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May 27, 2017

Access for All: Making Voting Easier for People with Disabilities

Three million votes are enough to affect the outcome of elections, including the presidential race – and that’s the number of people nationwide who may find it difficult to vote because they live with a disability.

That figure, from the American Association of People with Disabilities, is one of the reasons Disability Rights NC released a new website this week. Matthew Herr, an attorney and policy analyst for the group, said it will connect people with a disability to the information they need to cast a ballot.

“Because if you don’t know how to vote, it makes it really difficult to actually vote, and so that’s really what our website is trying to do, is make sure that people have the information they need to vote (and) they know their rights, they know how to report it if their rights have been violated,” Herr said. “We want to make sure that people are empowered to exercise their right to vote.”

Herr said problems include physical access to the polls, voter confusion because of attempts to change the laws, and the inability to secure an absentee ballot for people receiving inpatient care. The site, AccessTheVoteNC.org, offers information on rights to accessibility at the polls and what people can do if they encounter what might be a voting-rights violation.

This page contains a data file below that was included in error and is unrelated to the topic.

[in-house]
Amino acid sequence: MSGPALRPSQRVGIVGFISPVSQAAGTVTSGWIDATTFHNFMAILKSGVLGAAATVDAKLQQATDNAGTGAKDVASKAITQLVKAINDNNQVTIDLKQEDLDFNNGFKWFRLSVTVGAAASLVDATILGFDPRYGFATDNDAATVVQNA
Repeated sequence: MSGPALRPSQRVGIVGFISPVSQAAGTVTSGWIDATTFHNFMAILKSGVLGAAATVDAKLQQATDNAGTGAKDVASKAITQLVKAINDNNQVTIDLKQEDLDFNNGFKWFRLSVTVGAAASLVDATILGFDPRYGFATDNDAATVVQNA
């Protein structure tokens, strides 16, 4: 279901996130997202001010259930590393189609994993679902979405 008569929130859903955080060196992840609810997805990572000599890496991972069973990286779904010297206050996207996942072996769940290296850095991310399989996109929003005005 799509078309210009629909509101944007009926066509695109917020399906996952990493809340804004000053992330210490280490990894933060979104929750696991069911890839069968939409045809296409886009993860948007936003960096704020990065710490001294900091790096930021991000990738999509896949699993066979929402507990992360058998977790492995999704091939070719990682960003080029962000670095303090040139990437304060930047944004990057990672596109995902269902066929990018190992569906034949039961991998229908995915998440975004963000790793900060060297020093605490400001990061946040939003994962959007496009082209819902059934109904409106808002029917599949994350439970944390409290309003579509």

The website includes functionalities and text that are compatible with technologies available to assist those with a disability. While most county Boards of Elections try to maintain accessible polls, Herr said, it’s sometimes hard to identify barriers unless you’re the one encountering them.

“There are definitely a lot of systems out there that might be designed with good intentions,” he said, “but unless you have folks who have disabilities or are using those kinds of assistive technologies giving you feedback, there are just things that might not occur to you.”

According to Disability Rights NC, voter turnout for people with disabilities in North Carolina was more than 14 percent lower than the turnout for those without, which makes the disability voting gap the fourth largest in the nation. In North Carolina, there are Multipartisan Assistance Teams, coordinated by the County Boards of Elections, that are appointed to provide assistance with mail-in absentee voting for people in inpatient facilities.

More information is online at AccessTheVoteNC.org.

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